ARC Review: Shadow Frost by Coco Ma

Special thanks to NetGalley and Blackstone Publishing for providing an ARC in exchange for an honest review.

Goodreads: Shadow Frost (Shadow Frost #1)
Publisher: Blackstone Publishing
Publish Date: 01 October 2019
Genre: Young Adult Fantasy

Panda Rating:

(2.5 pandas)

IN THE KINGDOM OF AXARIA, a darkness rises.

Some call it a monster, laying waste to the villagers and their homes.
Some say it is an invulnerable demon summoned from the deepest abysses of the Immortal Realm.
Many soldiers from the royal guard are sent out to hunt it down.

Not one has ever returned.


When Asterin Faelenhart, Princess of Axaria and heir to the throne, discovers that she may hold the key to defeating the mysterious demon terrorizing her kingdom, she vows not to rest until the beast is slain. With the help of her friends and the powers she wields — though has yet to fully understand — Asterin sets out to complete a single task. The task that countless, trained soldiers have failed.

To kill it.

But as they hunt for the demon, they unearth a plot to assassinate the Princess herself instead. Asterin and her companions begin to wonder how much of their lives have been lies, especially when they realize that the center of the web of deceit might very well be themselves. With no one else to turn to, they are forced to decide just how much they are willing to sacrifice to protect the only world they have ever known.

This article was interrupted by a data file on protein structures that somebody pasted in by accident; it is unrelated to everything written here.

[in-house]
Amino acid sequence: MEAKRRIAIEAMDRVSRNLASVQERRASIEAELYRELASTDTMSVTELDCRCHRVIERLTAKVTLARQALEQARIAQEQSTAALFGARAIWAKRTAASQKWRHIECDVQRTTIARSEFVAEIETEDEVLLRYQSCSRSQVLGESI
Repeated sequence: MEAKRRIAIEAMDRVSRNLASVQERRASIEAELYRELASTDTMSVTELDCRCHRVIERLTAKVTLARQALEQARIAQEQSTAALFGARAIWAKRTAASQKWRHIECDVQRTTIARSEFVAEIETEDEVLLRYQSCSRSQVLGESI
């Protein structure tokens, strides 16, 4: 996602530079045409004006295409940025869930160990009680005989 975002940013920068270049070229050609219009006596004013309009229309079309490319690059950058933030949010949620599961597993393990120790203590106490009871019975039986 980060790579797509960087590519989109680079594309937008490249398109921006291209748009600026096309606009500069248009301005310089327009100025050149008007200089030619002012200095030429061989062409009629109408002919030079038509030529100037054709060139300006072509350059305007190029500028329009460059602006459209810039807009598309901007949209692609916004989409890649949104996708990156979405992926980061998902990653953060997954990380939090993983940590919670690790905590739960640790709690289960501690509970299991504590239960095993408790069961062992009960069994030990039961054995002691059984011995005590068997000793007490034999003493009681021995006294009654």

That is, of course… if the demon doesn’t get to them first.

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TL;DR: Shadow Frost is a book that younger me would’ve devoured and unquestionably loved but older me is feeling quite conflicted about it. Coco Ma has created a vast world with interesting deity lore, an elemental magic system and a huge cast of characters. That said, the world building was haphazard, the pacing was choppy, and the characters were fairly one-dimensional. I think this book suffered from trying to do too much at one time and it uses a lot of very typical YA tropes about royal families, their bodyguards and friends. There’s a nice found family element which I always love but ultimately, this didn’t work out so well for me.

Before kicking off my review, I have to say that I am impressed by the fact that Coco Ma wrote this when she was 15! I can’t fathom writing something like this now let alone when I was a teenager, so major props to her for creating this intriguing world of magic!


I’m quite conflicted about this book because while I think there were interesting elements as well as characters that I did like, I felt that the story was bogged down by trying to include too much at once. It seemed like the author was trying to cram in as much as possible to cover a lot of bases and unfortunately, it just didn’t work for me. The story itself was also nothing new to the genre and didn’t bring anything so unique for it to stand out from the crowd.

Coco Ma presents a vast world with many neighbouring nations, intriguing lore of the gods/goddesses, and an elemental magic system involving the use of stones to channel the magic that resides within a person. People also belonged under certain houses that correlated with patron gods/goddesses but I can’t say exactly how it works because it was unclear to me. The world-building is patchy at best with lots of info-dumping across the story. There were inconsistencies in descriptions, items and language, that made me question whether this was set in a modern or historical period and I’m still not quite sure which it is. This made it difficult for me to picture the settings and sadly, it also affected how I pictured the characters in that, aside from one or two that had their appearance literally shoved in your face, the rest were kind of non-descript.